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I love JavaScript. I started out coding in ActionScript and since the syntax is almost identical, I naturally understood JavaScript.

Recently, I have been learning how to use ASP.NET and MVC (which is not new to me since there are several MVC frameworks for Flash and Flex). And I'm trying to decide whether I want to learn C# or JScript... I say this ignorantly because I don't know how different JavaScript and JScript are... and C# is a completely different language all together.

  1. What advantages does C# have over JScript?
  2. and does it really even matter that I know and love JavaScript?
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I think this question should have been community wiki – Shimmy Nov 8 '10 at 5:29
@Shimmy - I'm not sure "C# or JScript?" even really makes much sense in this context. I believe the correct answer is actually pretty objective since dcolumbus stated he'll be using ASP.NET MVC. "C# or VB.NET?" on the other hand is quite a bit more subjective. – Lucifer Sam Nov 8 '10 at 5:34
Is there any reason you can't write ASP.Net in JScript.NET? I've never heard of anybody doing so, as there seems to be no support for it in VS, but I don't know that it can't be done. – Gabe Nov 8 '10 at 5:51
JScript is still around? I wouldn't touch it with a 100' pole. – Will Nov 8 '10 at 11:27
@Will, why not? – dcolumbus Nov 8 '10 at 17:07
up vote 2 down vote accepted

If you're using ASP.NET MVC you're going to want to learn both C# and Javascript. Microsoft is now bundling jQuery, a Javascript framework, with Visual Studio and it is a great fit with ASP.NET MVC. I'd recommend using C# for the controllers and model layers, regular HTML for the view templates and then jQuery for all the client-side DOM manipulation.

Edit: Just noticed you said you already know and love Javascript. I'd just like to point out that I had never used Javascript before learning ASP.NET MVC and I found it to be a lot more similar to C# than I was expecting. Of course C# is statically typed, however the syntax has quite a few similarities.

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C# if only because you will be a gazillion times more employable.

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HA! That seems to be true too... – dcolumbus Nov 8 '10 at 17:08

.NET in general and ASP.NET can be written in many languages, however only two are really popular and have big pool of support and tutorials: C# and VB.NET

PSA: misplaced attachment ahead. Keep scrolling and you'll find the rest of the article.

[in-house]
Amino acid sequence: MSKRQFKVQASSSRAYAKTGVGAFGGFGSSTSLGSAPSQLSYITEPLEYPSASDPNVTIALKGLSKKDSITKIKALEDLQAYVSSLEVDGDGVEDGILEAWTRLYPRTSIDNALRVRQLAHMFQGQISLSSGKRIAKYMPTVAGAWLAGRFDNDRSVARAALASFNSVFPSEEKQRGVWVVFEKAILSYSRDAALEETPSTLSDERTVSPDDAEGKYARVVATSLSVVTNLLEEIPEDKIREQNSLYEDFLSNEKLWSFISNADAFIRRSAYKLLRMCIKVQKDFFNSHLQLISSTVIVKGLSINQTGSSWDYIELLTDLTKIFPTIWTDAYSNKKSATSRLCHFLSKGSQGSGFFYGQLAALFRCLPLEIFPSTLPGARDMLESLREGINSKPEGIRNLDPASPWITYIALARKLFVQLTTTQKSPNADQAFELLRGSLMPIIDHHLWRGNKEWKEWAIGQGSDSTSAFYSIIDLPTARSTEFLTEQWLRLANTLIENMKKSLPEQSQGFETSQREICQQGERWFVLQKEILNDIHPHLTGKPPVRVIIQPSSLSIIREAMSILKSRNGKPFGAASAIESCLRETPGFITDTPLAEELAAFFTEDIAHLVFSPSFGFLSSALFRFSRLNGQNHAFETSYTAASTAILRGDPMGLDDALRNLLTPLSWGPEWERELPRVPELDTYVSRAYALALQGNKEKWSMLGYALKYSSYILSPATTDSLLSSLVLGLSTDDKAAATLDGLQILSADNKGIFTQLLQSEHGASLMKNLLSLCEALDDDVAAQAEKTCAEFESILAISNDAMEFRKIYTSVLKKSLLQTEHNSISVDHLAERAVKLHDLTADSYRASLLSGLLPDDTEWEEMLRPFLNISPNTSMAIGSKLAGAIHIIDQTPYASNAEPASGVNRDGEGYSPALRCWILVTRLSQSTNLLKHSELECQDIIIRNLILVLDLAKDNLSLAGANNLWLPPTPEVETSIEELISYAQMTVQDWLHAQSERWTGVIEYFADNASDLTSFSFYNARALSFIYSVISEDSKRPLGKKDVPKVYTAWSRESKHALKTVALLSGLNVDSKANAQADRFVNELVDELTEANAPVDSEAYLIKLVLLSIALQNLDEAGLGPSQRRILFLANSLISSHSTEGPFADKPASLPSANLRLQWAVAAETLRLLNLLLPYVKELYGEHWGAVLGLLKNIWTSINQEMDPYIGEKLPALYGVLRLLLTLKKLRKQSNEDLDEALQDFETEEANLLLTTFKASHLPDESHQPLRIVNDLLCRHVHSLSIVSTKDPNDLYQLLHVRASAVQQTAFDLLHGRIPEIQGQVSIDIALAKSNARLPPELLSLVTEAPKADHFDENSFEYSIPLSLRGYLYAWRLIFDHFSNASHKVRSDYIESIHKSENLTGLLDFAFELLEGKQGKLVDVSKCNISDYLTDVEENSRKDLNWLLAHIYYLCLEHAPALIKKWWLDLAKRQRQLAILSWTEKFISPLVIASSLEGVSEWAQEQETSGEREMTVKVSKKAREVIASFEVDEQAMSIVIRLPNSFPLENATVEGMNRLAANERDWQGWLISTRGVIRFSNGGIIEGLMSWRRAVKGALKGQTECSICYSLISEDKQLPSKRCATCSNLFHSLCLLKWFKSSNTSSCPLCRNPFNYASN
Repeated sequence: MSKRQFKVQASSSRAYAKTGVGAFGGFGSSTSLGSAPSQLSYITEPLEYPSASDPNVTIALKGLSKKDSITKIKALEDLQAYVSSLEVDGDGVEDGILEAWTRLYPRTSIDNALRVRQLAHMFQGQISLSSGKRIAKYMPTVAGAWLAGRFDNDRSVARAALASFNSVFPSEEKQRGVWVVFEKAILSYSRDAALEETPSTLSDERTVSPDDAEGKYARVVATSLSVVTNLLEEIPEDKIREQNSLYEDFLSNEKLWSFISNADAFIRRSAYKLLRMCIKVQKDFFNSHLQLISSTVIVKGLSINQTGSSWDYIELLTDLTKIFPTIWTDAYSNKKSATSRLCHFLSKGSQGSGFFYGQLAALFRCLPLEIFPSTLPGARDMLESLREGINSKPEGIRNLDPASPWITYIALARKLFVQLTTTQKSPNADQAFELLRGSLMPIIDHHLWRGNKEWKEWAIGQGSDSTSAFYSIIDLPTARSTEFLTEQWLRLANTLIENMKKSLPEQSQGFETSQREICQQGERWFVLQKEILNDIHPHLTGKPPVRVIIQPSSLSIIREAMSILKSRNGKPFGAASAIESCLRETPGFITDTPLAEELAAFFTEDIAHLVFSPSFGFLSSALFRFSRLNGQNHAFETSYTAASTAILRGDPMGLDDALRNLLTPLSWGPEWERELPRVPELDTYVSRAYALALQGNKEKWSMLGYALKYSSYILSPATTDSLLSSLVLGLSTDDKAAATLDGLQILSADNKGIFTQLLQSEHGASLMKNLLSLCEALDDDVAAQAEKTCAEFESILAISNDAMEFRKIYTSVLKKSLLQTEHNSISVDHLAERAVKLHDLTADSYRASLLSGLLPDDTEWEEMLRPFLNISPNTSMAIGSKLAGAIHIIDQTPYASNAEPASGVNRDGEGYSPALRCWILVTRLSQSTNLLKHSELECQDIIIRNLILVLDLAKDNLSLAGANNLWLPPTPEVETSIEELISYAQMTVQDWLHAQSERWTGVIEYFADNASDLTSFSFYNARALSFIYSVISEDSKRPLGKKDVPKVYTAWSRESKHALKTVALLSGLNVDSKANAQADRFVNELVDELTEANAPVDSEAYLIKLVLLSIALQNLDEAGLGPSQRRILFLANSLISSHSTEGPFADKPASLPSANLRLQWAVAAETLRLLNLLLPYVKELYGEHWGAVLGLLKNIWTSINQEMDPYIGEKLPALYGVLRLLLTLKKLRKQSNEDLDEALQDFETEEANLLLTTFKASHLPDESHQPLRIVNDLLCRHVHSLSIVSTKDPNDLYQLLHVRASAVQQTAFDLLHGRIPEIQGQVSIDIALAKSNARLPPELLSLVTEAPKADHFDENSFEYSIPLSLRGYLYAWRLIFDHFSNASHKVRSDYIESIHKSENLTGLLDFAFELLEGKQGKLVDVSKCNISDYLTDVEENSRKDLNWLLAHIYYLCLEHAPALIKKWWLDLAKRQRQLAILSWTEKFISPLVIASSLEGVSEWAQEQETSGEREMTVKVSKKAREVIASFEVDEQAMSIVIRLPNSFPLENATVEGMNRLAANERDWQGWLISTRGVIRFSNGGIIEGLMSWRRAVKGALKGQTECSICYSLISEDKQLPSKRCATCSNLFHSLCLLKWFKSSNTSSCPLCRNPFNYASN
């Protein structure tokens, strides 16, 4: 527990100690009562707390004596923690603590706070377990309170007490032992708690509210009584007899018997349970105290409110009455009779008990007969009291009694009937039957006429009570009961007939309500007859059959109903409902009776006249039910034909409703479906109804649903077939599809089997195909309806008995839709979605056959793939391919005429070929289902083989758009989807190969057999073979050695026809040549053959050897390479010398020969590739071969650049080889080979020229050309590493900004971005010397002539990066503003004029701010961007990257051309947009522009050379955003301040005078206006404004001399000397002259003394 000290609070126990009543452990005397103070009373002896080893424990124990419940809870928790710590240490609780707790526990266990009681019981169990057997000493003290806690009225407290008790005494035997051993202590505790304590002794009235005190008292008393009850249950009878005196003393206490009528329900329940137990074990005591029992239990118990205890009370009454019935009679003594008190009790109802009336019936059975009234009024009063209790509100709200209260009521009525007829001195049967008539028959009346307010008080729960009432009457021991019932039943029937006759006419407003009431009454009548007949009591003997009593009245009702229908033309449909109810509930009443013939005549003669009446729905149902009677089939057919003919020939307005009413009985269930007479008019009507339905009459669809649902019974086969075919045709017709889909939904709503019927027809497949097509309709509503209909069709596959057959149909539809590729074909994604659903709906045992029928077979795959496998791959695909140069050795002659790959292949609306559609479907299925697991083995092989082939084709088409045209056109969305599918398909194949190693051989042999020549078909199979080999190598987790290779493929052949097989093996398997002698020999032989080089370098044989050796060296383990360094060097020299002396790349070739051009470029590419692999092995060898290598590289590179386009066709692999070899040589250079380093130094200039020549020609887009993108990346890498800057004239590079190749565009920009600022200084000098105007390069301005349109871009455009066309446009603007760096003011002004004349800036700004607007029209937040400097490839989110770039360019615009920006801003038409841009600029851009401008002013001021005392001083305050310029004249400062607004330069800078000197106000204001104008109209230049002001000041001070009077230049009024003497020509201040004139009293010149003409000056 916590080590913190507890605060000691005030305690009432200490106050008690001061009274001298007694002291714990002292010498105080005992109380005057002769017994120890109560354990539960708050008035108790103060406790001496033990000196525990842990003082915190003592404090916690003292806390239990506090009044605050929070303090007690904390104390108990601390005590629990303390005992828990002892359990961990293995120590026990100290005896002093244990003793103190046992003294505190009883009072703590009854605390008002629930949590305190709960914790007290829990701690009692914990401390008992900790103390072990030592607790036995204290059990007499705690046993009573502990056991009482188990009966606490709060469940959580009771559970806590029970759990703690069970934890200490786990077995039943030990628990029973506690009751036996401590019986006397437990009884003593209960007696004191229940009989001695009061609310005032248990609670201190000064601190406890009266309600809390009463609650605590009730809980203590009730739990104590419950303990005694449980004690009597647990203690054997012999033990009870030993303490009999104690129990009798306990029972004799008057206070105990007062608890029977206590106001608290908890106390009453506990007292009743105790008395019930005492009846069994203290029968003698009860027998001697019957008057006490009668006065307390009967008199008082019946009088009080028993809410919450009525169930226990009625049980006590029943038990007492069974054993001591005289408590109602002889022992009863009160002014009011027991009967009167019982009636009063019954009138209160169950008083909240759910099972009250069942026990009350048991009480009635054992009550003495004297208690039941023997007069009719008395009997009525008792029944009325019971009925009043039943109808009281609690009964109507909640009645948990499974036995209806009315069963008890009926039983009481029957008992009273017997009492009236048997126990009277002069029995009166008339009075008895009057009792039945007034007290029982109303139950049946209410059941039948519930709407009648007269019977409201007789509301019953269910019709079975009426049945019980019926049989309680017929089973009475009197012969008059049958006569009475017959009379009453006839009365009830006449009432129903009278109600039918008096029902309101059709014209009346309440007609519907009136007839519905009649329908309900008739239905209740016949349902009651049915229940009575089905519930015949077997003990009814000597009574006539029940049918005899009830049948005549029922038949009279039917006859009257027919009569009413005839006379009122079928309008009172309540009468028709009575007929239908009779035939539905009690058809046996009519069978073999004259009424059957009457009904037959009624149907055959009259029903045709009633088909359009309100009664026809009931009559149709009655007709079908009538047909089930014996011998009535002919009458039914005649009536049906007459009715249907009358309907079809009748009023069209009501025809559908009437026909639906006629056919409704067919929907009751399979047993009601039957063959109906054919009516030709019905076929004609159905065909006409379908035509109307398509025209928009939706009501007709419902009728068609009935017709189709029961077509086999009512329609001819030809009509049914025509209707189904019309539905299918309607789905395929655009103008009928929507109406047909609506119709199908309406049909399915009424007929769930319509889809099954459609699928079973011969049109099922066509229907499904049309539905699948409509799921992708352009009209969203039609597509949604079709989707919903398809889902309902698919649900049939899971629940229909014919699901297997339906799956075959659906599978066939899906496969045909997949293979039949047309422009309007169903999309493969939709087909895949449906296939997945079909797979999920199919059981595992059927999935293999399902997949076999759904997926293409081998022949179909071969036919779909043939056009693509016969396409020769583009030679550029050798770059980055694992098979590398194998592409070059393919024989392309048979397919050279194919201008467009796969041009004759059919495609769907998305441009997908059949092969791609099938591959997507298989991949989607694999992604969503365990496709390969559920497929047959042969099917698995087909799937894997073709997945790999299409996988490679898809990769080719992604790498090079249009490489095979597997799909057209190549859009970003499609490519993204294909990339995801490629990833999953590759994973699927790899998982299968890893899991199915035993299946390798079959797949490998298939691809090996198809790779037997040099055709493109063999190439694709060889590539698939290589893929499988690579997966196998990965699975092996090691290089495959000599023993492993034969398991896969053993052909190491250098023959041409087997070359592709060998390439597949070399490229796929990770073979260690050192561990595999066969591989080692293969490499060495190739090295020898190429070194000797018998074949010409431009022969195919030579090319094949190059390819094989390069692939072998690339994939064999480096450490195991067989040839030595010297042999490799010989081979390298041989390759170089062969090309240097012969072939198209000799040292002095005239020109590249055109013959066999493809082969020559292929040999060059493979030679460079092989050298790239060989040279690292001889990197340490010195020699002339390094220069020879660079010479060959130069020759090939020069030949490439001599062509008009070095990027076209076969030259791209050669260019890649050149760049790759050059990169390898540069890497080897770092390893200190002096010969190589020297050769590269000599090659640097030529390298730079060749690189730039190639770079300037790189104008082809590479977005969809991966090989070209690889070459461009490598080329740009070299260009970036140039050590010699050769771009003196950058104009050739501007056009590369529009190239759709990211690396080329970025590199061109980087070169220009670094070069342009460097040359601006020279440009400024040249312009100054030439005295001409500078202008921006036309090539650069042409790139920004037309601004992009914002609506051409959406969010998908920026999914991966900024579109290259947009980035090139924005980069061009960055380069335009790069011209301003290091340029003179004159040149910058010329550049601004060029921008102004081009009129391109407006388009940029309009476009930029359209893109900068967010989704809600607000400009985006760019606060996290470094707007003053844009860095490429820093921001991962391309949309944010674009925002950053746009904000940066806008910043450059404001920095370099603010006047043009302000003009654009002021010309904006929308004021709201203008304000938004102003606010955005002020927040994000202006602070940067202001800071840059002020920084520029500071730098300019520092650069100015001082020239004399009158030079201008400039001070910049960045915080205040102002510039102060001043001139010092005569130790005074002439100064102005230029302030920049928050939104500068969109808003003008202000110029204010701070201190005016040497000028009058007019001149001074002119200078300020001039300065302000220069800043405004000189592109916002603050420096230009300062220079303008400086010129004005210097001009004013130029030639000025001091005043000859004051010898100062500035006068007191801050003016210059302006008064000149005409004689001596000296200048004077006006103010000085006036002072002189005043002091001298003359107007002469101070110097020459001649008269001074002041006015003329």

This alone is reason enough to choose C# over JScript IMO, and C# share lots of its syntax with JScript - surely much more than VB.NET will ever share.

So like everyone already said, go with C# and you'll be swimming in familiar water with the bonus of many lifeguards available for you and ready to jump and save you when you drown. :)

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haha I liked the lifeguards concept :) +1 for explanation – dotNetSoldier May 16 '13 at 10:54
  1. JScript is actually a script language used by Microsoft product. If you compare JScript over C#, it's somehow like you compare JavaScript with Java.

  2. ASP.Net require full managed programming language like VB.Net or C# (I noticed that the role of is fading out, is it?), I don't think JScript is supported in most cases.

One more PLUS on C#: Learning C# isn't that hard suppose you have enough experience in OOP ActionScript. They share quite a number of common syntax, and quite importantly, most tutorials and resources out there about .Net is written in C#.

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-1: From "The primary role of JScript 10.0 is construction of Web sites with ASP.NET and customization of applications with Script for the .NET Framework. JScript 10.0 has features such as true compiled code, cross-language support through Common Language Specification (CLS) compliance, and access to the .NET Framework." – Gabe Nov 8 '10 at 5:45
Remember, JScript != JScript.NET. – RPM1984 Nov 8 '10 at 6:18
RPM1984: JScript.NET lost its .NET suffix several years ago, so unfortunately it seems that there is no longer any easy way to distinguish the CLR-based and browser-based languages. :( – Gabe Nov 8 '10 at 6:26
@Gabe, I don't mean JScript cannot, but just a random search on MSDN:… the code sample part for JScript is absent. I have no idea if it is really NOT supported nor Microsoft guys don't bother to document that. Either way, it feels somehow it is abandoned in CLR (or cause too less people use it in that way). – xandy Nov 8 '10 at 6:38
xandy: You're right that JScript isn't very well supported (though most of the examples existed all the way up through .Net 3.5 if you look at the "Previous Versions" link), but it's wrong to say that it's just a scripting language and not a full managed programming language like C# and VB. – Gabe Nov 8 '10 at 7:02

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